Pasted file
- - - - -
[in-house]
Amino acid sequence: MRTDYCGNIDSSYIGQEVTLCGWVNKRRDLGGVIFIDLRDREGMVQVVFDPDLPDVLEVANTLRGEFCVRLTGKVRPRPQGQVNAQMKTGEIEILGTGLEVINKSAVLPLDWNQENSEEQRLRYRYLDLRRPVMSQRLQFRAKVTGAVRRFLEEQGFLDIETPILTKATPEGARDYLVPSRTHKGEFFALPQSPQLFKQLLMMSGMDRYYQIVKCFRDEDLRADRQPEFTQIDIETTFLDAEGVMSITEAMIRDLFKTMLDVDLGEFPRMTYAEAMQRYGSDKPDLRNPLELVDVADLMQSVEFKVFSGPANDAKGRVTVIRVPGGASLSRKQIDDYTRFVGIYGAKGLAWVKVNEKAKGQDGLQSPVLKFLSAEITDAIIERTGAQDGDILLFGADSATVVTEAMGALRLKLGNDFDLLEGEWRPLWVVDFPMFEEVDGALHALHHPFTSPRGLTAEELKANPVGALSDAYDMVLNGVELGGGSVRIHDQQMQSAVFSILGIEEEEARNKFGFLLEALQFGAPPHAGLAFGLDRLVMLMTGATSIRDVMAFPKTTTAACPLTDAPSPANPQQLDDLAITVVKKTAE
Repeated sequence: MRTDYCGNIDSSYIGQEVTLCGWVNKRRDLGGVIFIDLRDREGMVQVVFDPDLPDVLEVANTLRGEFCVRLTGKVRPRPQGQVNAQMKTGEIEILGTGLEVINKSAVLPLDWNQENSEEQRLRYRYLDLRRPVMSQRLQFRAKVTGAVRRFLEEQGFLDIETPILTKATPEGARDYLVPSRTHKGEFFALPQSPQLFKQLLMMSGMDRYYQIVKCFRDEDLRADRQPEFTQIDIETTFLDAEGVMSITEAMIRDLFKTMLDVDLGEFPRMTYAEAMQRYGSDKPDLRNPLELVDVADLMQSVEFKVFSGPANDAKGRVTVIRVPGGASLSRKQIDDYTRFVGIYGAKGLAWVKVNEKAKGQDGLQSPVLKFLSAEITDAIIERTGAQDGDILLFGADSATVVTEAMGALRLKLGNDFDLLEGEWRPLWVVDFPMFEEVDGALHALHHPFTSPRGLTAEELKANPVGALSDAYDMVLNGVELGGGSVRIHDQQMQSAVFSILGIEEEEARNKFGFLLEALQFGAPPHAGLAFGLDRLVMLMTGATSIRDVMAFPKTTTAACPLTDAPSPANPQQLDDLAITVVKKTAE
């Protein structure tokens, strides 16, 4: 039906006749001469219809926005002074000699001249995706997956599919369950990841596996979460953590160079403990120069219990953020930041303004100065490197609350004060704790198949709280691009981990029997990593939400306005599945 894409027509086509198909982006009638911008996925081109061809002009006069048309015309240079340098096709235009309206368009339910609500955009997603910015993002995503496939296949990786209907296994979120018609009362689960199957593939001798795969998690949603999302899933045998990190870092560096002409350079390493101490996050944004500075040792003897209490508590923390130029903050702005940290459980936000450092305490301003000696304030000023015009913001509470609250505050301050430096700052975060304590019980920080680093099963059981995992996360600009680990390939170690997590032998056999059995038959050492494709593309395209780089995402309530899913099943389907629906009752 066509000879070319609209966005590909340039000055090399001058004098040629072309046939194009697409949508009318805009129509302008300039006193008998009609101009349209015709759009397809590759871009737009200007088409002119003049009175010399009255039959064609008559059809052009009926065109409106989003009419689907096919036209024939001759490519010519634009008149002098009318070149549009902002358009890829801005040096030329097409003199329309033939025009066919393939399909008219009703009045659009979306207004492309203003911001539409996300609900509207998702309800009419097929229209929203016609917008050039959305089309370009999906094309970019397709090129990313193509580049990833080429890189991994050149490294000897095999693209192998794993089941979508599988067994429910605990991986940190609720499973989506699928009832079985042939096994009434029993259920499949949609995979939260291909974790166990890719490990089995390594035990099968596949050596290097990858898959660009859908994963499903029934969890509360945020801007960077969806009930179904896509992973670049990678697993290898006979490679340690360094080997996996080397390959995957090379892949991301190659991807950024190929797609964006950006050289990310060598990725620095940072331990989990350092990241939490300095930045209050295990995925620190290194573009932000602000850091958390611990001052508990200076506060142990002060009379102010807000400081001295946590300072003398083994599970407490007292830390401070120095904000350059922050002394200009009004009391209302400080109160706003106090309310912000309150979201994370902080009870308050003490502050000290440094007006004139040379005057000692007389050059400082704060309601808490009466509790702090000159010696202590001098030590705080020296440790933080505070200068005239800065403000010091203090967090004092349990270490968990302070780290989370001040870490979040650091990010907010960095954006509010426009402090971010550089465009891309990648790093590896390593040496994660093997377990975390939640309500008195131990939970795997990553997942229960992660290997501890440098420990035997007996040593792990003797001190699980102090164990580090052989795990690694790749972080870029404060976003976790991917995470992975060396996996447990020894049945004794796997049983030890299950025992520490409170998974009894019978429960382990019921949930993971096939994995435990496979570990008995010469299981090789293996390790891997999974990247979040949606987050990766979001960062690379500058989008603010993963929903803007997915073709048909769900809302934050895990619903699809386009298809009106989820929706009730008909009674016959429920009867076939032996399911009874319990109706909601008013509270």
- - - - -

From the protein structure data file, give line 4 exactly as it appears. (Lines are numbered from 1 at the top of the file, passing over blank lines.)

């Protein structure tokens, strides 16, 4: 039906006749001469219809926005002074000699001249995706997956599919369950990841596996979460953590160079403990120069219990953020930041303004100065490197609350004060704790198949709280691009981990029997990593939400306005599945 894409027509086509198909982006009638911008996925081109061809002009006069048309015309240079340098096709235009309206368009339910609500955009997603910015993002995503496939296949990786209907296994979120018609009362689960199957593939001798795969998690949603999302899933045998990190870092560096002409350079390493101490996050944004500075040792003897209490508590923390130029903050702005940290459980936000450092305490301003000696304030000023015009913001509470609250505050301050430096700052975060304590019980920080680093099963059981995992996360600009680990390939170690997590032998056999059995038959050492494709593309395209780089995402309530899913099943389907629906009752 066509000879070319609209966005590909340039000055090399001058004098040629072309046939194009697409949508009318805009129509302008300039006193008998009609101009349209015709759009397809590759871009737009200007088409002119003049009175010399009255039959064609008559059809052009009926065109409106989003009419689907096919036209024939001759490519010519634009008149002098009318070149549009902002358009890829801005040096030329097409003199329309033939025009066919393939399909008219009703009045659009979306207004492309203003911001539409996300609900509207998702309800009419097929229209929203016609917008050039959305089309370009999906094309970019397709090129990313193509580049990833080429890189991994050149490294000897095999693209192998794993089941979508599988067994429910605990991986940190609720499973989506699928009832079985042939096994009434029993259920499949949609995979939260291909974790166990890719490990089995390594035990099968596949050596290097990858898959660009859908994963499903029934969890509360945020801007960077969806009930179904896509992973670049990678697993290898006979490679340690360094080997996996080397390959995957090379892949991301190659991807950024190929797609964006950006050289990310060598990725620095940072331990989990350092990241939490300095930045209050295990995925620190290194573009932000602000850091958390611990001052508990200076506060142990002060009379102010807000400081001295946590300072003398083994599970407490007292830390401070120095904000350059922050002394200009009004009391209302400080109160706003106090309310912000309150979201994370902080009870308050003490502050000290440094007006004139040379005057000692007389050059400082704060309601808490009466509790702090000159010696202590001098030590705080020296440790933080505070200068005239800065403000010091203090967090004092349990270490968990302070780290989370001040870490979040650091990010907010960095954006509010426009402090971010550089465009891309990648790093590896390593040496994660093997377990975390939640309500008195131990939970795997990553997942229960992660290997501890440098420990035997007996040593792990003797001190699980102090164990580090052989795990690694790749972080870029404060976003976790991917995470992975060396996996447990020894049945004794796997049983030890299950025992520490409170998974009894019978429960382990019921949930993971096939994995435990496979570990008995010469299981090789293996390790891997999974990247979040949606987050990766979001960062690379500058989008603010993963929903803007997915073709048909769900809302934050895990619903699809386009298809009106989820929706009730008909009674016959429920009867076939032996399911009874319990109706909601008013509270």